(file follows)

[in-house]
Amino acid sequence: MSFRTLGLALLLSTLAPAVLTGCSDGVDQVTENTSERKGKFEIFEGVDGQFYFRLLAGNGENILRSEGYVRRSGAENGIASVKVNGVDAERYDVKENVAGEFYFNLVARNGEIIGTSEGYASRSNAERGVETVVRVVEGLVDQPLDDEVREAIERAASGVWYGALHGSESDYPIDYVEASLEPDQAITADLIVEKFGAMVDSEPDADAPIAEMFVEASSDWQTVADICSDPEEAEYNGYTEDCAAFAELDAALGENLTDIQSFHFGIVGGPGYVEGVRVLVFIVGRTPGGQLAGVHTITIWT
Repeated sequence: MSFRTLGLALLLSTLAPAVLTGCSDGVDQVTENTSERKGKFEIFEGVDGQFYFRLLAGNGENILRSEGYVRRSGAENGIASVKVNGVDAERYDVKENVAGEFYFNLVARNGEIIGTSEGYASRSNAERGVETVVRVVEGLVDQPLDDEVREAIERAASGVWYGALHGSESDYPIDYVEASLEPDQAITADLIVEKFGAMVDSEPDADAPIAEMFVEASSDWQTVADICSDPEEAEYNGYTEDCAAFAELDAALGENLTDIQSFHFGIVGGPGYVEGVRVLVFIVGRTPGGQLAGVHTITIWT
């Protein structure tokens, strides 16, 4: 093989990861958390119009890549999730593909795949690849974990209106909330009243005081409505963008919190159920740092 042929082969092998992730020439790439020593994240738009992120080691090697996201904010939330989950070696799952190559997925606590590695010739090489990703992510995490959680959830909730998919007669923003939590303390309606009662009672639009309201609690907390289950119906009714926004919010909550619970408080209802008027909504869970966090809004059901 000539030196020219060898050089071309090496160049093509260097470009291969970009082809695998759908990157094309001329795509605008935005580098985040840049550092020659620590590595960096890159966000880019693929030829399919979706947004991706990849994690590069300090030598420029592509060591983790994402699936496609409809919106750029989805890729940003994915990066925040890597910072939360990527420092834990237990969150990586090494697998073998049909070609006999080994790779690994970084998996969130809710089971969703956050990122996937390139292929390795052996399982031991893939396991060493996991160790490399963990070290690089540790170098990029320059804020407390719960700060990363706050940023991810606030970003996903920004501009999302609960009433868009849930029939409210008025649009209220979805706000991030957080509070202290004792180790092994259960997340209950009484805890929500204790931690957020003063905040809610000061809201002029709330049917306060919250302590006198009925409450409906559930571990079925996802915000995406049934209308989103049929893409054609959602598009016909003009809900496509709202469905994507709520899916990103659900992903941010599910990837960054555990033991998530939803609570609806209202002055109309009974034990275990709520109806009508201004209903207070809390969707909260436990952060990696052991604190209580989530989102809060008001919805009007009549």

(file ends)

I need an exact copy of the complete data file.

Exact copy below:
[in-house]
Amino acid sequence: MSFRTLGLALLLSTLAPAVLTGCSDGVDQVTENTSERKGKFEIFEGVDGQFYFRLLAGNGENILRSEGYVRRSGAENGIASVKVNGVDAERYDVKENVAGEFYFNLVARNGEIIGTSEGYASRSNAERGVETVVRVVEGLVDQPLDDEVREAIERAASGVWYGALHGSESDYPIDYVEASLEPDQAITADLIVEKFGAMVDSEPDADAPIAEMFVEASSDWQTVADICSDPEEAEYNGYTEDCAAFAELDAALGENLTDIQSFHFGIVGGPGYVEGVRVLVFIVGRTPGGQLAGVHTITIWT
Repeated sequence: MSFRTLGLALLLSTLAPAVLTGCSDGVDQVTENTSERKGKFEIFEGVDGQFYFRLLAGNGENILRSEGYVRRSGAENGIASVKVNGVDAERYDVKENVAGEFYFNLVARNGEIIGTSEGYASRSNAERGVETVVRVVEGLVDQPLDDEVREAIERAASGVWYGALHGSESDYPIDYVEASLEPDQAITADLIVEKFGAMVDSEPDADAPIAEMFVEASSDWQTVADICSDPEEAEYNGYTEDCAAFAELDAALGENLTDIQSFHFGIVGGPGYVEGVRVLVFIVGRTPGGQLAGVHTITIWT
């Protein structure tokens, strides 16, 4: 093989990861958390119009890549999730593909795949690849974990209106909330009243005081409505963008919190159920740092 042929082969092998992730020439790439020593994240738009992120080691090697996201904010939330989950070696799952190559997925606590590695010739090489990703992510995490959680959830909730998919007669923003939590303390309606009662009672639009309201609690907390289950119906009714926004919010909550619970408080209802008027909504869970966090809004059901 000539030196020219060898050089071309090496160049093509260097470009291969970009082809695998759908990157094309001329795509605008935005580098985040840049550092020659620590590595960096890159966000880019693929030829399919979706947004991706990849994690590069300090030598420029592509060591983790994402699936496609409809919106750029989805890729940003994915990066925040890597910072939360990527420092834990237990969150990586090494697998073998049909070609006999080994790779690994970084998996969130809710089971969703956050990122996937390139292929390795052996399982031991893939396991060493996991160790490399963990070290690089540790170098990029320059804020407390719960700060990363706050940023991810606030970003996903920004501009999302609960009433868009849930029939409210008025649009209220979805706000991030957080509070202290004792180790092994259960997340209950009484805890929500204790931690957020003063905040809610000061809201002029709330049917306060919250302590006198009925409450409906559930571990079925996802915000995406049934209308989103049929893409054609959602598009016909003009809900496509709202469905994507709520899916990103659900992903941010599910990837960054555990033991998530939803609570609806209202002055109309009974034990275990709520109806009508201004209903207070809390969707909260436990952060990696052991604190209580989530989102809060008001919805009007009549």